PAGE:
A Thing of Beauty
Capturing the ethereal beauty of a timeless star of the silver screen
Text: Charles Kane | Images: Bob Willoughby
The American photographer Bob Willoughby (1927-2009) had captured many leading ladies as a Hollywood studio snapper (his big break was to photograph Judy Garland during the filming of A Star is Born in 1954). But it is every celebrity photographers’ dream to build an intimate professional relationship with unique access to a major star.
When Willoughby met the Belgian-born actress, Audrey Hepburn, such a relationship was formed. In 1953 she was a novice starlet doing publicity for her first Paramount success, Roman Holiday (her ‘dearest movie’), but Willoughby was entranced within moments of shaking her hand. From that Oscar-winning US initiation, to the pinnacle of My Fair Lady in 1963, Willoughby recorded the winsome beauty at work and in the intimacy of her home and private life. It was one of the great creative, platonic love affairs of the lens and its subject.
Willoughby’s camera captures the very essence of the movie business, the grind behind the glitz, and the pressure on a woman trying to survive in a cut-throat and unforgiving industry. Hepburn fans will be sorry to see that her other iconic film, Breakfast at Tiffany’s, 1961, is excluded for no apparent reason, but her captivating portrayal of Eliza Dolittle in My Fair Lady is well represented here with many on-set candid shots. The large format does justice to the full page reproductions and, as Willoughby notes, she might be covered in grime for the part but she still sprayed herself with ‘$100 an ounce Joy perfume’. Hepburn was at all times exquisitely chic, Givenchy being a perennial, favourite designer. This may have a lot to do with her wretched childhood in Nazi-occupied Europe and her experience of real and personal deprivations.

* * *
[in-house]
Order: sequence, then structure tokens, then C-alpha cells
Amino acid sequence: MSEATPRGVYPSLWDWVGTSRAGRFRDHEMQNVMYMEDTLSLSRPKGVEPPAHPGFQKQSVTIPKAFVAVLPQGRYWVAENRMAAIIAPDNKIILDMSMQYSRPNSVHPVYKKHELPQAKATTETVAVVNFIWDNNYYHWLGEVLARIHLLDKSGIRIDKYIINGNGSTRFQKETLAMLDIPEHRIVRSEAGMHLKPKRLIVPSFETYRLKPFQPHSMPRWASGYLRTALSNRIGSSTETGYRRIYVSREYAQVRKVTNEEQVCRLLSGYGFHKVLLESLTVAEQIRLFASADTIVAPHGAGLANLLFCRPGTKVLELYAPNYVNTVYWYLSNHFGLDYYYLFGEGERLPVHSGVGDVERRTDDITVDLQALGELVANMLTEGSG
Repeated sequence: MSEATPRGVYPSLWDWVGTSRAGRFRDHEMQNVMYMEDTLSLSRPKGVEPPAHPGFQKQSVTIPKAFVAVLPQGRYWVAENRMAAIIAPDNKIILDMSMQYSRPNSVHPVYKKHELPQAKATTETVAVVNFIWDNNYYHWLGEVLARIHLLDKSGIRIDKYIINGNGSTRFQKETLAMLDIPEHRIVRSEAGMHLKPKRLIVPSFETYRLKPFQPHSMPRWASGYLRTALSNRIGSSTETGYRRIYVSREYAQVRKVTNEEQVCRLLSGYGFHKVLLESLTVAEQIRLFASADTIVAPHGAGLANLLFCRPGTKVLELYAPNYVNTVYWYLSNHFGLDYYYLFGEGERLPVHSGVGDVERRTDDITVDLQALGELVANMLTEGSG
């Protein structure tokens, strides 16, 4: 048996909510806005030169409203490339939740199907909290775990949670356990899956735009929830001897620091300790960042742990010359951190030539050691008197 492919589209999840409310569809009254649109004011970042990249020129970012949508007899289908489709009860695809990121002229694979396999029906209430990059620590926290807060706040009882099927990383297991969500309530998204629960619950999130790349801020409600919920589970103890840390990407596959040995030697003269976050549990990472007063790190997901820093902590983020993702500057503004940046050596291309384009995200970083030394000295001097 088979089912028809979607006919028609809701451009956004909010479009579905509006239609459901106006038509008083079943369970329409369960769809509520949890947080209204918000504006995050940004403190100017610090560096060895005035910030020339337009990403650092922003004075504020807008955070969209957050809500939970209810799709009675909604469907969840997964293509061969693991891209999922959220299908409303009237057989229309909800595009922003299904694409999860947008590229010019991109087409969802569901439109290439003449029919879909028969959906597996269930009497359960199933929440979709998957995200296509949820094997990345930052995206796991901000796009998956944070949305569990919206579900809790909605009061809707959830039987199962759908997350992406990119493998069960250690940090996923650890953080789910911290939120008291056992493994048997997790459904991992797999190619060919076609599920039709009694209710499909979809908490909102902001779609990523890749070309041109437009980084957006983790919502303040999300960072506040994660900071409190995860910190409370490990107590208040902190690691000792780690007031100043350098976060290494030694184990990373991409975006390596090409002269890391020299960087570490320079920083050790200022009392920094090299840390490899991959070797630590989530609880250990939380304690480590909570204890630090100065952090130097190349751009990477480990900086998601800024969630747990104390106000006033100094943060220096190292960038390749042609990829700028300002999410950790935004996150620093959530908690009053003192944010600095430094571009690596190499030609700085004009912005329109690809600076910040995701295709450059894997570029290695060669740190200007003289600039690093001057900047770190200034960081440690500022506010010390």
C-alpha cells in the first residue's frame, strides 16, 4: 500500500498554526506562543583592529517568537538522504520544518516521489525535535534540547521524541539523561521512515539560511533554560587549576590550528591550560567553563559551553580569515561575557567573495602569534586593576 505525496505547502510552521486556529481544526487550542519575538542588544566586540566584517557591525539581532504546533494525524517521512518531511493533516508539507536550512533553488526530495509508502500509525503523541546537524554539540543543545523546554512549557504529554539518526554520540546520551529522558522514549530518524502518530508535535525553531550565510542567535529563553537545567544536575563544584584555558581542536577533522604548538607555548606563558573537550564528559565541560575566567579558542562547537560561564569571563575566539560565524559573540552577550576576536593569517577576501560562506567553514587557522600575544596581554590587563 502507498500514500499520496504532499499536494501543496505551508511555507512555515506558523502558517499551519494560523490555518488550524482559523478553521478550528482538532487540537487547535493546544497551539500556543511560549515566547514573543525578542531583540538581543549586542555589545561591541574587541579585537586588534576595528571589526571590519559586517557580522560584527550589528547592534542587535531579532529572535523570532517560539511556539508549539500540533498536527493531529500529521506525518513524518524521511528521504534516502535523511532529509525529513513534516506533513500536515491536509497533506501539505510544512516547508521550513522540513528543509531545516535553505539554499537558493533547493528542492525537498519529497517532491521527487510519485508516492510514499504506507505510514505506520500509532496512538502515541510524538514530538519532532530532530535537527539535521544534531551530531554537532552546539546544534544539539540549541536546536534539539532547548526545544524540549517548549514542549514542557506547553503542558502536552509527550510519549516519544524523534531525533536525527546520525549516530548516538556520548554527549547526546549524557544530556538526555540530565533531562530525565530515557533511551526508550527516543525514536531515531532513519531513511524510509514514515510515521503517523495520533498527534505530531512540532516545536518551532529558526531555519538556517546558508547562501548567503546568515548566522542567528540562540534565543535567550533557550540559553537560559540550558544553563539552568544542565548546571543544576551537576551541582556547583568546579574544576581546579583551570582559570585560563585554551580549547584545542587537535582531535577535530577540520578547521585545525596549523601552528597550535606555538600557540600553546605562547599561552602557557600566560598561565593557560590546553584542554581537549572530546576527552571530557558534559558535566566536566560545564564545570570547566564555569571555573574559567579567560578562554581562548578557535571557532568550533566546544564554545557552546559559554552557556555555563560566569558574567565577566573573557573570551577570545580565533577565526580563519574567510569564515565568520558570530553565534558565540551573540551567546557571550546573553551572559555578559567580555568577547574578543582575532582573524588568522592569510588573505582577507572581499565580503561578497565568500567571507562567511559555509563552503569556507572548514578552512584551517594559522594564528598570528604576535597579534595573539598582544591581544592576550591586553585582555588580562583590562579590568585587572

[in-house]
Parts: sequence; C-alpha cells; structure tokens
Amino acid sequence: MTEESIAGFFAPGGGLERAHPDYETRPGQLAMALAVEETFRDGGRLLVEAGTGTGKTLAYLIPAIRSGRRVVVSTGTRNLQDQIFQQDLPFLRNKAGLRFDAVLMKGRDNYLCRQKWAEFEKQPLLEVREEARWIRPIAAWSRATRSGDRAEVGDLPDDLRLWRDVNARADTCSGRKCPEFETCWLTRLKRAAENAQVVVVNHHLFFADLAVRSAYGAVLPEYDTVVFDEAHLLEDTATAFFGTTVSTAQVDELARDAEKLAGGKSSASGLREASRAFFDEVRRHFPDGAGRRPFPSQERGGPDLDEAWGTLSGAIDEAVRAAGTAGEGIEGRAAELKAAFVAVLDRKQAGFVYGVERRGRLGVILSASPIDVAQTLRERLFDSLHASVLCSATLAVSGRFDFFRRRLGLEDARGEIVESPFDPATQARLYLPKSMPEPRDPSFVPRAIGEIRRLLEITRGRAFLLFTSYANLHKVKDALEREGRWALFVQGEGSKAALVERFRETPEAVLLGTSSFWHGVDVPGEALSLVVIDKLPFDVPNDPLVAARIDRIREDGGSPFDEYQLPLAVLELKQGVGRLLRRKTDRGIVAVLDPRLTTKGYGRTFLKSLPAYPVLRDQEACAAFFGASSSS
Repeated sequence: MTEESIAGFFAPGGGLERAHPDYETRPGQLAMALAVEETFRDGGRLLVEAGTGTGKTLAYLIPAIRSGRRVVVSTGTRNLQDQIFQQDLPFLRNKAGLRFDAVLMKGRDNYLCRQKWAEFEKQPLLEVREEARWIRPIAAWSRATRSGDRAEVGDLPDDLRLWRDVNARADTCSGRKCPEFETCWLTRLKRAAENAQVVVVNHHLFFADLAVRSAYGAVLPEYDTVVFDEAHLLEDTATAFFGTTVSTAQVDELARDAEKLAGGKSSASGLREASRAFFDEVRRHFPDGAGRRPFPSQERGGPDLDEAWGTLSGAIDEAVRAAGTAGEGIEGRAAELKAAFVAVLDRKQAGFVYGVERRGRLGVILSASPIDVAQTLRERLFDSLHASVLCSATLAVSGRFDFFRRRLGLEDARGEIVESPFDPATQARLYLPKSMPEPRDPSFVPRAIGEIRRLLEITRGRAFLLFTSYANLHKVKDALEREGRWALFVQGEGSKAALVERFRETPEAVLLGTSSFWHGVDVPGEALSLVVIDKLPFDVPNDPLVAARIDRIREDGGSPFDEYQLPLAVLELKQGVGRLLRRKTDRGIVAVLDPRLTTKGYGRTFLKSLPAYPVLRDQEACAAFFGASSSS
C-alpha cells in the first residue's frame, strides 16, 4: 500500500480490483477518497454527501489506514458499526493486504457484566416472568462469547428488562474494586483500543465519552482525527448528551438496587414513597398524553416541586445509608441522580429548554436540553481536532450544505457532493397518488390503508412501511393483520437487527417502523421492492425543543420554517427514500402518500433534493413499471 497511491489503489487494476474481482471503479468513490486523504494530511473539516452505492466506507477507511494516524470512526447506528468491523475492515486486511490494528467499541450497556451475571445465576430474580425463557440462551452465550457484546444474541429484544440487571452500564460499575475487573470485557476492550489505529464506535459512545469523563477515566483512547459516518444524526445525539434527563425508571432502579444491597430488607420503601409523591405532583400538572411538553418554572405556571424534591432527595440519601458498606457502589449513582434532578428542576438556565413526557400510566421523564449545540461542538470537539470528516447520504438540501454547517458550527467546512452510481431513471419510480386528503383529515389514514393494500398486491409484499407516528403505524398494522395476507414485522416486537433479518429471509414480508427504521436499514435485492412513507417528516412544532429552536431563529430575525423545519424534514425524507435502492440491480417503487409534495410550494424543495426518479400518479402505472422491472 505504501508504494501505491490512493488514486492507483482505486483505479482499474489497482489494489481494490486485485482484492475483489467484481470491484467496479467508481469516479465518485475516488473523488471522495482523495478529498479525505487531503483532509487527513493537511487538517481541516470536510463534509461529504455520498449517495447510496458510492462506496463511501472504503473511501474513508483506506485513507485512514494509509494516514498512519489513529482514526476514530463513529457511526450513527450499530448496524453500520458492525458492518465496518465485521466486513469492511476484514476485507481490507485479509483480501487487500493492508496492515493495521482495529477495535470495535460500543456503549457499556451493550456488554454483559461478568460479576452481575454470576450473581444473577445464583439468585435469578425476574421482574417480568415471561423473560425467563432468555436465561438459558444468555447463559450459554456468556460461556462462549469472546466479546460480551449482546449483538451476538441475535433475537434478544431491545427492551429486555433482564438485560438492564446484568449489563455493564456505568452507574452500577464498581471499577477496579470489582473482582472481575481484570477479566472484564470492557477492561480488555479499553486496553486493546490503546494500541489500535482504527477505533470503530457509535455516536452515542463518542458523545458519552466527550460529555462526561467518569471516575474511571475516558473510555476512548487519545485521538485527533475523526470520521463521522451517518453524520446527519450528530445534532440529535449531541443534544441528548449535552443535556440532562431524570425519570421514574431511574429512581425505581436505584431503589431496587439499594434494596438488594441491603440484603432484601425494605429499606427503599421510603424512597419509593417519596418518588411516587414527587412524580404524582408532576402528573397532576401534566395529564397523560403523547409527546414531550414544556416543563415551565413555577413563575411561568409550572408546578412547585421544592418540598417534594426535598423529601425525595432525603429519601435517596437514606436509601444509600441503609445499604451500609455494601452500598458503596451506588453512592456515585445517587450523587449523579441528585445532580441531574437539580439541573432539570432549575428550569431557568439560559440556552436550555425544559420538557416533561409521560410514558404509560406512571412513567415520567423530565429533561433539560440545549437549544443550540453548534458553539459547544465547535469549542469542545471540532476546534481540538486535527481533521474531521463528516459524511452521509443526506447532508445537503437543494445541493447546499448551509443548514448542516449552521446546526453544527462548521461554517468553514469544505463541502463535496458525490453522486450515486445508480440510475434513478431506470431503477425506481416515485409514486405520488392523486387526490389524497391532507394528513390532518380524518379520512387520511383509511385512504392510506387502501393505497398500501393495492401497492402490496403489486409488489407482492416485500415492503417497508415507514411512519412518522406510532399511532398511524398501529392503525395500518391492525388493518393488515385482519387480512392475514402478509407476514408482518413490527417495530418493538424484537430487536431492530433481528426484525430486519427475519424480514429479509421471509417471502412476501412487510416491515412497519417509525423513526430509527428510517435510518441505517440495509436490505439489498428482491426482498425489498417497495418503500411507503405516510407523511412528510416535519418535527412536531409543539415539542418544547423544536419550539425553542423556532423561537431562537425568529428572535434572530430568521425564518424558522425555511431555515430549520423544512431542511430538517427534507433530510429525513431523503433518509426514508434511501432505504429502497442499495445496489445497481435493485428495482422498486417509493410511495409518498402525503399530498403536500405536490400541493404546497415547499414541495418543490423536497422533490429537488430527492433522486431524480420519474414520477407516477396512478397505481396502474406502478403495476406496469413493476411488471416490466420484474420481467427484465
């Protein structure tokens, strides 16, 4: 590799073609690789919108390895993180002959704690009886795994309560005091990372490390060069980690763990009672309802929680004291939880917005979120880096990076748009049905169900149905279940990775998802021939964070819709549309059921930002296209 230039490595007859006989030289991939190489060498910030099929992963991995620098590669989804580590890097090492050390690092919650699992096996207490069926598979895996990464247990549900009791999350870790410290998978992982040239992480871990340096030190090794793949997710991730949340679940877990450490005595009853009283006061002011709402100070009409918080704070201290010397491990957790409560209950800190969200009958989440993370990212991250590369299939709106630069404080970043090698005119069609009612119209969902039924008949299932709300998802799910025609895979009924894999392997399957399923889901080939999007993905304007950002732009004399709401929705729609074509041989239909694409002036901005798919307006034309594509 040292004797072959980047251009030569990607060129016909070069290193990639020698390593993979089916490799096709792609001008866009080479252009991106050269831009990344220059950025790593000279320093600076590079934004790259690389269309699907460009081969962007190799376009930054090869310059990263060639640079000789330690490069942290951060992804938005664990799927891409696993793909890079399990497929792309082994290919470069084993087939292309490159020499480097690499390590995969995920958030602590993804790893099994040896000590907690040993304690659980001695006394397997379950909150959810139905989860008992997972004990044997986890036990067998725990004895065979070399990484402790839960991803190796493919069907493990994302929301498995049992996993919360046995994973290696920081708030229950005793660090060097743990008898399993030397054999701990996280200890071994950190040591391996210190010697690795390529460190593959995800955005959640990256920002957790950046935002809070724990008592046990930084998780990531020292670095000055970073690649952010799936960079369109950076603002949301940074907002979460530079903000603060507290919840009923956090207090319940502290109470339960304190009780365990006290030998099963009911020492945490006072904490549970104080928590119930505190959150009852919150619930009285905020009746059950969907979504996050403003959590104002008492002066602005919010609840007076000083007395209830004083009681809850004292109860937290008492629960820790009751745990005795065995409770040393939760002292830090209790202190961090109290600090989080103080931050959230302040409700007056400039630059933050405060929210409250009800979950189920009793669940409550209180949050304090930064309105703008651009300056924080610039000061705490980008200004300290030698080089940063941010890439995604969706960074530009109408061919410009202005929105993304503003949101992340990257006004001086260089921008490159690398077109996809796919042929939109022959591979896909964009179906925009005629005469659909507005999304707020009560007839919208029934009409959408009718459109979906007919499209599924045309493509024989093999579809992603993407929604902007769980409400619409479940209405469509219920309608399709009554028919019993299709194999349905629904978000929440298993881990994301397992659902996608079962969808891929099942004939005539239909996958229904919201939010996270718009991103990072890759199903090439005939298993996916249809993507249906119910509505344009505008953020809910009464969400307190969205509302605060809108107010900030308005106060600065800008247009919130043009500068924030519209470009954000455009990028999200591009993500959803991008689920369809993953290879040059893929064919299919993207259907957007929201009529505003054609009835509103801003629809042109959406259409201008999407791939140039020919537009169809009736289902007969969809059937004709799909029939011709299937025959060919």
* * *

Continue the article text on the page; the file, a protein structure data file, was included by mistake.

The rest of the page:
Throughout her marriages– Mel Ferrer (1954–1968), Andrea Dotti (1969–1982), and partner until her death, Robert Wolders (1980–1993) – children and semi-retirement, Hepburn welcomed Willoughby’s camera into her personal domain. She worked tirelessly for UNICEF later in life, dying in Switzerland of cancer in 1993, aged 63.
A Los Angeles native, Bob Willoughby became one of the premier celebrity photographers of his day – when all stars were from the movie world, taking memorable snaps of Marilyn Monroe, Elizabeth Taylor and Jane Fonda. He is latterly credited with giving the movie-still the gravitas of the photojournalist, and paving the way for many great names to follow (for example, the Magnum photographers on the set of The Misfits, ten years later). After a long period in Ireland, Willoughby lived in Vence, France, where he died of cancer on 18 December 2009, aged 72.